But the relation between specific actions by Castro and precisely when Cruz senior went over into opposition is far less the point of the story than is the change of heart itself. Cruz has told this family history to many people over many years and it’s become part of his political persona and biography. Independent corroboration of parts of it wouldn’t be impossible and might help clarify what Cruz’s father did in Cuba, in particular. More important is the way Cruz fits this experience into his political biography– it’s pretty much equivalent to Reagan’s story of conversion from New Deal liberal to the True Faith, just pushed back a generation.

    2. His spokes-entity says he never claimed to be a Canadian citizen … Gotta be hiding something!

      Seriously, I know nothing about what his dad did up there, but all through Cruz’s lifetime Calgary has been the epicenter of Canadian anti-big-government, anti-Ottawa, pro-corporate-interest, separatist sentiment. Close ties to Texas oil companies there. Calgary is also the home riding of the current PM, Harper, who’s most noted for promoting big oil interests, taking Canada well along the road to autocratic rule, slashing public services (especially parks and research that might actually monitor environmental changes), drastically raising defense spending. Does any of this sound familiar?

      It’s reflex to think of Canada as somehow “liberal,” mainly I guess because of national health care. But ever since Trudeau’s National Energy Policy, Alberta has shifted strongly to the right, and Calgary’s been as right-wing as the reddest of our red states. Cruz just underlines that there’s really almost no ideological distance between Calgary and Texas.

  5. This is of course all nonsense, and worth considering solely if a half-decent joke can be wrung from it (eg mounties / mountebanks). The US does not recognize dual citizenship, and I’m not aware that Cruz has ever in his life made an affirmative claim to be a Canadian citizen, especially as an adult.

    If we really care to go down this road, can we talk about that hilarious thing from earlier this year where it was revealed Michelle Bachmann had sought out and obtained Swiss citizenship, while serving in the US Congress?

      1. Read your own link. The US does not insist people renounce dual citizenship (though seeking to acquire it is suspect) – but the US basically says it will be politely quiet about dual citizenship up to the point where remaining quiet might inconvenience the US, and then will ignore the dual citizenship. It’s a practical, rather than a dogmatic, approach, but it boils down to the US not affording any privileges – any recognition, if you will – to dual citizenship.

        1. I agree that the subject is complicated, but for someone not familiar with those complications, your original statement is misleading at best. As a matter of practice, American law certainly accommodates dual citizenship for the most part, and an awful lot of people openly utilize it.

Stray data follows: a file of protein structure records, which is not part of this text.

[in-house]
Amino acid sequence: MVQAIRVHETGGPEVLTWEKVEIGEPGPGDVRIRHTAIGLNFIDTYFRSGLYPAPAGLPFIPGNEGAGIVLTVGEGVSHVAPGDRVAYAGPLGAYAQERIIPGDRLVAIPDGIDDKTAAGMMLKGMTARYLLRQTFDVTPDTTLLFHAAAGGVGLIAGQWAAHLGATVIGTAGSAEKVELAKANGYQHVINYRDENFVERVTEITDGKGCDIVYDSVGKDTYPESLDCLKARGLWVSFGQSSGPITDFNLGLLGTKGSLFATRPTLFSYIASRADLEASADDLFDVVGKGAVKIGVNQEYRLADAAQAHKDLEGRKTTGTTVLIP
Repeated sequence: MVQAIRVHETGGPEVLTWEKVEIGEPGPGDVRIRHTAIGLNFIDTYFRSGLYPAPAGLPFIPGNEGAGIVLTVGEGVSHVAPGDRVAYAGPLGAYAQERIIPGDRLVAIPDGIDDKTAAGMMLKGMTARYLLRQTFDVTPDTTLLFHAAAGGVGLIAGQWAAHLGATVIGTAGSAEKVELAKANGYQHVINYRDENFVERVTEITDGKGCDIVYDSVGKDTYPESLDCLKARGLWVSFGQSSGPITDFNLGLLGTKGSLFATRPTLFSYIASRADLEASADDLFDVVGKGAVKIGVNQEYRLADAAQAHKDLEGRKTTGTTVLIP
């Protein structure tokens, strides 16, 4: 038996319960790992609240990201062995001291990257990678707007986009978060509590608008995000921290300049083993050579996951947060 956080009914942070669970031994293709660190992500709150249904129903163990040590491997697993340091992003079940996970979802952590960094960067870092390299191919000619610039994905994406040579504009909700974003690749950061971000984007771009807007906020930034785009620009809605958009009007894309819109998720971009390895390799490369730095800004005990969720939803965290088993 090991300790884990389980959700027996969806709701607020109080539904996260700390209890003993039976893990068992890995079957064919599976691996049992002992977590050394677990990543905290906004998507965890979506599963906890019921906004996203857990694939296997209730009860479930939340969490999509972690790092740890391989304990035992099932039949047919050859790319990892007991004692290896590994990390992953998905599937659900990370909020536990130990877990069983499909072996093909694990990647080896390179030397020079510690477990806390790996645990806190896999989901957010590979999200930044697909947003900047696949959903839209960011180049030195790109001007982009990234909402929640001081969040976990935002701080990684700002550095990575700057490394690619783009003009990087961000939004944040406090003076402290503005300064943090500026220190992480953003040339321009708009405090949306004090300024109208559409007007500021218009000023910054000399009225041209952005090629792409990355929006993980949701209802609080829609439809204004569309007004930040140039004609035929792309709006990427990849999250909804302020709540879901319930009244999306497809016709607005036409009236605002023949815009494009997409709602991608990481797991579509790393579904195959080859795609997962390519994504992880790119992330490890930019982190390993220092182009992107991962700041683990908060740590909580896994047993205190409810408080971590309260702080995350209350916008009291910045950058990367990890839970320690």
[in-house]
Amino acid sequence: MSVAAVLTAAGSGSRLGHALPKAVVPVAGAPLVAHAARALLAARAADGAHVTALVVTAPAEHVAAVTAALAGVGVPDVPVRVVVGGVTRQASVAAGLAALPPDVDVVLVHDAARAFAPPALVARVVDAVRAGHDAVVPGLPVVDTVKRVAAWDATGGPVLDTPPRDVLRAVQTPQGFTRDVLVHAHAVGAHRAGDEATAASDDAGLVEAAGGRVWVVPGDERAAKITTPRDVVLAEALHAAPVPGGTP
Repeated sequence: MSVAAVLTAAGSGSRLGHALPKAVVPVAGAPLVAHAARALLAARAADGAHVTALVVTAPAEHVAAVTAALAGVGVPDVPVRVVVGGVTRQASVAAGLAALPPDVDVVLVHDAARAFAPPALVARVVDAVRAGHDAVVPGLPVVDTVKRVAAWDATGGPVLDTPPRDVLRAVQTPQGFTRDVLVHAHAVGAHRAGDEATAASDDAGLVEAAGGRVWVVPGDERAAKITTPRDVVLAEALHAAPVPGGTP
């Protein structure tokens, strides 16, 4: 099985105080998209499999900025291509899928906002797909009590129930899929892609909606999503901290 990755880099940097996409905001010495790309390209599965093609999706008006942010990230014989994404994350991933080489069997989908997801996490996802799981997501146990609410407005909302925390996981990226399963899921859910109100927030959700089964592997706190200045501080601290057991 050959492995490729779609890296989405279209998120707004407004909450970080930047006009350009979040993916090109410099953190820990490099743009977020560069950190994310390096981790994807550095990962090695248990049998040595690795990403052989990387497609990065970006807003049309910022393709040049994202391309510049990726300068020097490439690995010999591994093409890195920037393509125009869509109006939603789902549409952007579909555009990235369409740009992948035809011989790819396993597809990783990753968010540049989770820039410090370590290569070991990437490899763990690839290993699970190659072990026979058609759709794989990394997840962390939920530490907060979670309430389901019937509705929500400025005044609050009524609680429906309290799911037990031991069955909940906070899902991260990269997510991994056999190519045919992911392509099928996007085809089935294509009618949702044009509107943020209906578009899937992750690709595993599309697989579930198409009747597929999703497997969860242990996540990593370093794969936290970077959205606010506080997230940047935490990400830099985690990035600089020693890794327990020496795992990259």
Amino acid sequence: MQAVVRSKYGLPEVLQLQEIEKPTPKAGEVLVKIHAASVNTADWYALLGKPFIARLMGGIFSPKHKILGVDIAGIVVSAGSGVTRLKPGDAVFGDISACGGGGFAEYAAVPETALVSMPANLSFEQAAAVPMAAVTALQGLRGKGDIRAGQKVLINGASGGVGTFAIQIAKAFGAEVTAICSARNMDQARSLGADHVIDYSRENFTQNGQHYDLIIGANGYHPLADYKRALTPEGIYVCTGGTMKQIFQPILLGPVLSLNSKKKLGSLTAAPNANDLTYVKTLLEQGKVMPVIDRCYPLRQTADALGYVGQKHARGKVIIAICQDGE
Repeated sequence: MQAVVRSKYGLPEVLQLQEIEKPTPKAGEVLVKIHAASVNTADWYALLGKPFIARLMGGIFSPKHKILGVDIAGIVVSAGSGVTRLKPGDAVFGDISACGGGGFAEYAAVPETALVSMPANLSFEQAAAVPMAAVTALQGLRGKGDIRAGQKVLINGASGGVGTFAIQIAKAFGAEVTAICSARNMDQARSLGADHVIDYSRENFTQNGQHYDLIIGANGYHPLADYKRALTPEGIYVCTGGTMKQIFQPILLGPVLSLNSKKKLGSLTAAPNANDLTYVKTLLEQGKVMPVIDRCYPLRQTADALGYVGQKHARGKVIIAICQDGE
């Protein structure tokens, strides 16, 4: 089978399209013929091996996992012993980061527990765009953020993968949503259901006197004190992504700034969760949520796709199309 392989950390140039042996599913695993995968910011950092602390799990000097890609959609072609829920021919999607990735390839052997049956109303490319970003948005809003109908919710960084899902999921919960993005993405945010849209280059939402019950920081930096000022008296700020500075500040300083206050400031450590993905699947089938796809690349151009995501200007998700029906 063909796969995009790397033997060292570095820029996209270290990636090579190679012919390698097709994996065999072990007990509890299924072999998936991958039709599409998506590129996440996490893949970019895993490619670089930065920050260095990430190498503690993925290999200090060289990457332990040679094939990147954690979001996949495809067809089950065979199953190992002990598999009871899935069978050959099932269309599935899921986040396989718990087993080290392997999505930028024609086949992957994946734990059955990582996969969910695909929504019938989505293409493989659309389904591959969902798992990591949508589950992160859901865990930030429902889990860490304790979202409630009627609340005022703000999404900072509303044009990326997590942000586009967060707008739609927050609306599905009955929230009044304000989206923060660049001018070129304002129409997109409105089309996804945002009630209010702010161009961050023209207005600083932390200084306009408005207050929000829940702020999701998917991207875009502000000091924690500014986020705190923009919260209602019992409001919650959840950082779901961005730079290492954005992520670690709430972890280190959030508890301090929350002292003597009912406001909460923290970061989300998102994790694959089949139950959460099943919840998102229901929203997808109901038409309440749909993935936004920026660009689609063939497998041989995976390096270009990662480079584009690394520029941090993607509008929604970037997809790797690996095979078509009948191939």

2. I don’t quite read it that way. To me, that discussion basically says that what matters most is where you are when one of your countries of citizenship makes a claim on you.

          As far as being dual, I think it says you can be a dual citizen in essentially three ways: 1) because another country’s laws make you one of theirs; that’s no problem because neither the US nor you can do anything about it (some countries claim children of emigrants, I think), or 2) if you’re not a US citizen and get naturalized here, you can be dual because you don’t _have_ to renounce your first citizenship (pragmatic, as you say, because in some cases the country decides whether you remain a citizen and there’s nothing you can do about it), or 3) if you’re a US citizen and get naturalized somewhere else, you’re dual unless you _intend_ to give up citizenship here: “In order to lose U.S. citizenship, the law requires that the person must apply for the foreign citizenship voluntarily, by free choice, and with the intention to give up U.S. citizenship.” I think that might require an explicit act of renunciation.

          I have to say, though, that I think this linked digest sits a little uneasily with the naturalization oath, except where it recognizes that citizenship can be automatic and not a choice. The oath starts, “I hereby declare, on oath, that I absolutely and entirely renounce and abjure all allegiance and fidelity to any foreign prince, potentate, state, or sovereignty of whom or which I have heretofore been a subject or citizen.” Looks like a renunciation to me, but then what do I know?

          My impression is that we have a lot of dual nationals now, many more than we used to have, or at least many more than we used to know about.

          1. I never paid any attention to dual nationality under after Obama’s election when I began reading articles about it including the excellent series of articles linked to by Ken Doran (written by an actual immigration lawyer who doesn’t seem to have an axe to grind). I agree it is a complicated subject and made even more so because a person’s nationality or citizenship is determined independently by each state under its domestic laws. So, for example, the US is very restrictive about renouncing American citizenship. The UK is the same. So, for example, if you go to Germany on an American or UK passport and then renounce after the war starts, guess what, it’s not effective and you’re on the hook for treason.